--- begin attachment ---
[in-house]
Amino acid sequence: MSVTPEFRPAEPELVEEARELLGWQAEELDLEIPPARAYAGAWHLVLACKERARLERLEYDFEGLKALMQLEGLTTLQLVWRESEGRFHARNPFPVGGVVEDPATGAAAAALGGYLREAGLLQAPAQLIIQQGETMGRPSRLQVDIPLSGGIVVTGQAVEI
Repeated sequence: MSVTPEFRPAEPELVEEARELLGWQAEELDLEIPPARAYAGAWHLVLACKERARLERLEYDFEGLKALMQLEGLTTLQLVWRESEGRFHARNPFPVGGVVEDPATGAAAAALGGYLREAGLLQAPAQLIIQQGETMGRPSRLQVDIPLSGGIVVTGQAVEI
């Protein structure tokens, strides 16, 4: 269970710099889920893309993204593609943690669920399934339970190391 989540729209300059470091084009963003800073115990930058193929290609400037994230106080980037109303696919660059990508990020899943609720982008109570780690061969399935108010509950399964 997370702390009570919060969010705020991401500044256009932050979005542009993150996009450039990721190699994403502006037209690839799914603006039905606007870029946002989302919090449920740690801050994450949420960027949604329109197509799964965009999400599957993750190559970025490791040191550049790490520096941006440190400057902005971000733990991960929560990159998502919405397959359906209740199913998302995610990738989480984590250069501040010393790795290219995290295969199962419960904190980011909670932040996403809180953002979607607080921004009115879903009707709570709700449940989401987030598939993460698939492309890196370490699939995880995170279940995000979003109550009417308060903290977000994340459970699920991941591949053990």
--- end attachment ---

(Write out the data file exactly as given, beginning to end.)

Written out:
[in-house]
Amino acid sequence: MSVTPEFRPAEPELVEEARELLGWQAEELDLEIPPARAYAGAWHLVLACKERARLERLEYDFEGLKALMQLEGLTTLQLVWRESEGRFHARNPFPVGGVVEDPATGAAAAALGGYLREAGLLQAPAQLIIQQGETMGRPSRLQVDIPLSGGIVVTGQAVEI
Repeated sequence: MSVTPEFRPAEPELVEEARELLGWQAEELDLEIPPARAYAGAWHLVLACKERARLERLEYDFEGLKALMQLEGLTTLQLVWRESEGRFHARNPFPVGGVVEDPATGAAAAALGGYLREAGLLQAPAQLIIQQGETMGRPSRLQVDIPLSGGIVVTGQAVEI
């Protein structure tokens, strides 16, 4: 269970710099889920893309993204593609943690669920399934339970190391 989540729209300059470091084009963003800073115990930058193929290609400037994230106080980037109303696919660059990508990020899943609720982008109570780690061969399935108010509950399964 997370702390009570919060969010705020991401500044256009932050979005542009993150996009450039990721190699994403502006037209690839799914603006039905606007870029946002989302919090449920740690801050994450949420960027949604329109197509799964965009999400599957993750190559970025490791040191550049790490520096941006440190400057902005971000733990991960929560990159998502919405397959359906209740199913998302995610990738989480984590250069501040010393790795290219995290295969199962419960904190980011909670932040996403809180953002979607607080921004009115879903009707709570709700449940989401987030598939993460698939492309890196370490699939995880995170279940995000979003109550009417308060903290977000994340459970699920991941591949053990």